Tuesday, November 8, 2011

Kingdom of Amalur: Reckoning

The next big RPG after Skryim will be Kingdom of Amalur: Reckoning. It is an open world third person rpg that is being developed by 38 Studios and Big Huge Games. It will be available on PS3, Xbox 360 and PC. It will come out on February 2012 and it has a wide array of rpg features that should please many. It is a game that has full character customization, eight classes, loot, factions, different races, crafting, different cultures and a huge world. You may have seen this game before, especially since it is published by EA and written by R.A. Salvatore. You also may have seen this game back when we were doing E3 2011 coverage. One of the most interesting features that we noticed was how combat works, it isn't typical to an rpg. They took the rpg elements and mixed them with an action game, some kind of hybrid between a games like God of War and Fable. The world was also pretty interesting looking, seemingly one of the first RPG's in a long time to truly present a huge vibrant world, hopefully one without massive flaws like Two Worlds or Gothic. The map is pretty massive and detailed, which you can check out here (it's interactive). Sure, Skryim comes out in three days, but if you are looking for a different kind of rpg then keep your eyes out for this one.

There isn't a plethora of information available about gameplay, mostly lore, but we do have the classes and factions. They give you the choice of three basic classes, but each class can be mixed. For instance, you can be a fighter-mage, mage-rogue, fighter-rogue or jack of all trades, on top of the three pure classes. I'm not certain if your class is set in stone, or if it is all changeable, but they call each class a destiny so it seems like it will directed in some way. You start the game as fateless, in the Well of Souls, a machine that the gnomes made to resurrect people, and you are unleashed upon a broken, bloody and chaotic world. There are five factions that you get to deal with throughout the world, all of which have their own goals and bias's. Check them with this video guide to the factions of Amalur.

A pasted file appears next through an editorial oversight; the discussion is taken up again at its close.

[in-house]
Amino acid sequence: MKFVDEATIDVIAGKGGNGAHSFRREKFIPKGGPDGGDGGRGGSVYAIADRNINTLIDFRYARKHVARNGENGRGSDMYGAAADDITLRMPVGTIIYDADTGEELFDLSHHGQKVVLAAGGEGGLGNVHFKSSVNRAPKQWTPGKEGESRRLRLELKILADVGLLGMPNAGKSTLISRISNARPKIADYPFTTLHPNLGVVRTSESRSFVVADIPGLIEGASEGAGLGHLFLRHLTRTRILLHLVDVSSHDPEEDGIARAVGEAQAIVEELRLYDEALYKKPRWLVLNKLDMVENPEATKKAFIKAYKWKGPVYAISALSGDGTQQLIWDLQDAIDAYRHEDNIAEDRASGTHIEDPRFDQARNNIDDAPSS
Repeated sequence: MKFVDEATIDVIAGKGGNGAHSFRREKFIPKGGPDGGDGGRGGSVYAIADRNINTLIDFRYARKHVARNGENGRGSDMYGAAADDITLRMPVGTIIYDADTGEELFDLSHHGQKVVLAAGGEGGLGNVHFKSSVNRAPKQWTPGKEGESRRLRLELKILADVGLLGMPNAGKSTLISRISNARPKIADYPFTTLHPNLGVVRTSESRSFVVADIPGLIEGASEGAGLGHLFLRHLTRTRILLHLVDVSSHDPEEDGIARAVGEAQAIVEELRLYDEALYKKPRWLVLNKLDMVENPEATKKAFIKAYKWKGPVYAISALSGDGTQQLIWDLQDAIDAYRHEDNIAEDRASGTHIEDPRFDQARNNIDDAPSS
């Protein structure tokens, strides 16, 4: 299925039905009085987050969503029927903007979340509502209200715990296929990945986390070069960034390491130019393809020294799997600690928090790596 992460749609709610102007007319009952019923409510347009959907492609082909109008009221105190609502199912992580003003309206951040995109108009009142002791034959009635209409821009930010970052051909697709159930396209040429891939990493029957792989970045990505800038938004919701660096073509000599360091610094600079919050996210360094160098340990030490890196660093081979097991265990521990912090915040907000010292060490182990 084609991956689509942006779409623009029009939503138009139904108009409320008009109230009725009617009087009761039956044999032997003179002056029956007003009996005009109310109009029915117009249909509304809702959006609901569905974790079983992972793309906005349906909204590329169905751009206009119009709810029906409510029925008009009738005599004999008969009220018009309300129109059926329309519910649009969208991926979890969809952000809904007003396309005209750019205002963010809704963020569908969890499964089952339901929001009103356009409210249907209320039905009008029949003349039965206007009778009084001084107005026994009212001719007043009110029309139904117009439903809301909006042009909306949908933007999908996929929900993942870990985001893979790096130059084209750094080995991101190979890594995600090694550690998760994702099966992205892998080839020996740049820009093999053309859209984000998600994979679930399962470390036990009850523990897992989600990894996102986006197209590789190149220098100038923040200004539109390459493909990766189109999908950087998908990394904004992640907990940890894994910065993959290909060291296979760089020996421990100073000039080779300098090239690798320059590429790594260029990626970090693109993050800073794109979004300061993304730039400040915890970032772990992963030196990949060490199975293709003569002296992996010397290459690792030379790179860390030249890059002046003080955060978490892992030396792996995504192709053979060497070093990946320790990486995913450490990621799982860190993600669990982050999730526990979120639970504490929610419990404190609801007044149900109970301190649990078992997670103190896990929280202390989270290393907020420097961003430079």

Last we saw they were trying to do a strong dialogue system, much like Dragon Age of Mass Effect, but there has been little new to see with that other than the short look at it from the E3 gameplay demo. Combat uses a timing system that requires you to do more than do slam down a button and it also has quicktime events, similar to what you would see in God of War. When you kill enemies you get fate energy which builds up like a limit break. Once you get enough fate energy you can do a fate shift that gives you a massive amount of power temporarily, which is shown at the end of the video below. All the monsters are fairly typical of what you would think of for a fantasy rpg, koblods, skeletons and all that, but you can check out the incomplete list at the Reckoning wiki. Check otu the E3 video for a good, but old, look at some gameplay.

E3/Brigands' Hall Cavern Demo 

Kingdoms of Amalur: Reckoning looks to be the kind of open world rpg that I've been waiting for ever since I saw how Fable promised so much, yet didn't deliver, and Two Worlds grasped at greatness. It could end up being horribly flawed like those series, or the Gothic series, but I anxiously await the day there is a open world rpg like those games that turns out to be all around great. Don't get my wrong, I'm not putting down the Elder Scrolls series or Fallout series, but they are entirely different types of rpgs. Thanks for reading and for more information check out the wiki or main website. 
Main Website: http://reckoning.amalur.com/
Amalur Wiki

-Written by Sean Cargle


  1. I'm pretty sure there are more than 8 classes...

  2. From everything I've read there aren't technically classes, just destiny trees. One tree for might, one for magic and one for sorcery. All of which can be inter-weaved to make up the destiny cards that are on the main website. If you information stating otherwise I would love to read it so I can revise the article.

  3. There are 3 skill branches so there would be 3 pure classes. Then you could do combinations of two different trees, or a jack of all trades with all three. Technically I think that works out to about 7 "classes" but there is a ton of customization and chances are that everyone's character will be different. Personally I am loving a finesse build with chakrams and faeblades.

    1. Do they successfully interweave the classes? Or is it still mostly class archetypes that you are generally stuck playing?